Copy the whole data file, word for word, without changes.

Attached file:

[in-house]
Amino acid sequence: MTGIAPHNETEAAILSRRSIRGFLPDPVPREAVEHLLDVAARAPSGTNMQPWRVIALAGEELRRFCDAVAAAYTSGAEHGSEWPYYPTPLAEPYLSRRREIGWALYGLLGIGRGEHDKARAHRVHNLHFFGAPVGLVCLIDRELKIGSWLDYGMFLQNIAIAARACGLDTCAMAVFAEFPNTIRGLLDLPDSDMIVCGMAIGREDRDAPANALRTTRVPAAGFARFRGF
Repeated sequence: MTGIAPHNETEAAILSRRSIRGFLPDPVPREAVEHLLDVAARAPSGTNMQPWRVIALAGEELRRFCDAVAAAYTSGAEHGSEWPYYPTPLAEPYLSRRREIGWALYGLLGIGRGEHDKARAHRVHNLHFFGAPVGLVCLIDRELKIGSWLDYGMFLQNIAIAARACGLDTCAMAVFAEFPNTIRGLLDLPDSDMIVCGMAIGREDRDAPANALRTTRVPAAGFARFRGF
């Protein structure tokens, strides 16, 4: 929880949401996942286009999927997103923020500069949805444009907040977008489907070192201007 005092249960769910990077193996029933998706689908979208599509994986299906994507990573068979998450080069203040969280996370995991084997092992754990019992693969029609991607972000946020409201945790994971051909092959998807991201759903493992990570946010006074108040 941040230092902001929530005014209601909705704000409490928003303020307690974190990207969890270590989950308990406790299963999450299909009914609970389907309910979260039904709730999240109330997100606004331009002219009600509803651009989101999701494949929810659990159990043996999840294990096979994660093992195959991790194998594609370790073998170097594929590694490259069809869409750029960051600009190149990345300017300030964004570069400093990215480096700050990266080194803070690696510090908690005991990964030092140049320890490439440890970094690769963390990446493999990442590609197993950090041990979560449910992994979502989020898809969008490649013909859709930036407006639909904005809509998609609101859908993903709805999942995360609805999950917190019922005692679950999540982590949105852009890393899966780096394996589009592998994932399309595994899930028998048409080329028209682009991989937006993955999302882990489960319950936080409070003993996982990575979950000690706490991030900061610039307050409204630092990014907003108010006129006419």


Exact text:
[in-house]
Amino acid sequence: MTGIAPHNETEAAILSRRSIRGFLPDPVPREAVEHLLDVAARAPSGTNMQPWRVIALAGEELRRFCDAVAAAYTSGAEHGSEWPYYPTPLAEPYLSRRREIGWALYGLLGIGRGEHDKARAHRVHNLHFFGAPVGLVCLIDRELKIGSWLDYGMFLQNIAIAARACGLDTCAMAVFAEFPNTIRGLLDLPDSDMIVCGMAIGREDRDAPANALRTTRVPAAGFARFRGF
Repeated sequence: MTGIAPHNETEAAILSRRSIRGFLPDPVPREAVEHLLDVAARAPSGTNMQPWRVIALAGEELRRFCDAVAAAYTSGAEHGSEWPYYPTPLAEPYLSRRREIGWALYGLLGIGRGEHDKARAHRVHNLHFFGAPVGLVCLIDRELKIGSWLDYGMFLQNIAIAARACGLDTCAMAVFAEFPNTIRGLLDLPDSDMIVCGMAIGREDRDAPANALRTTRVPAAGFARFRGF
């Protein structure tokens, strides 16, 4: 929880949401996942286009999927997103923020500069949805444009907040977008489907070192201007 005092249960769910990077193996029933998706689908979208599509994986299906994507990573068979998450080069203040969280996370995991084997092992754990019992693969029609991607972000946020409201945790994971051909092959998807991201759903493992990570946010006074108040 941040230092902001929530005014209601909705704000409490928003303020307690974190990207969890270590989950308990406790299963999450299909009914609970389907309910979260039904709730999240109330997100606004331009002219009600509803651009989101999701494949929810659990159990043996999840294990096979994660093992195959991790194998594609370790073998170097594929590694490259069809869409750029960051600009190149990345300017300030964004570069400093990215480096700050990266080194803070690696510090908690005991990964030092140049320890490439440890970094690769963390990446493999990442590609197993950090041990979560449910992994979502989020898809969008490649013909859709930036407006639909904005809509998609609101859908993903709805999942995360609805999950917190019922005692679950999540982590949105852009890393899966780096394996589009592998994932399309595994899930028998048409080329028209682009991989937006993955999302882990489960319950936080409070003993996982990575979950000690706490991030900061610039307050409204630092990014907003108010006129006419």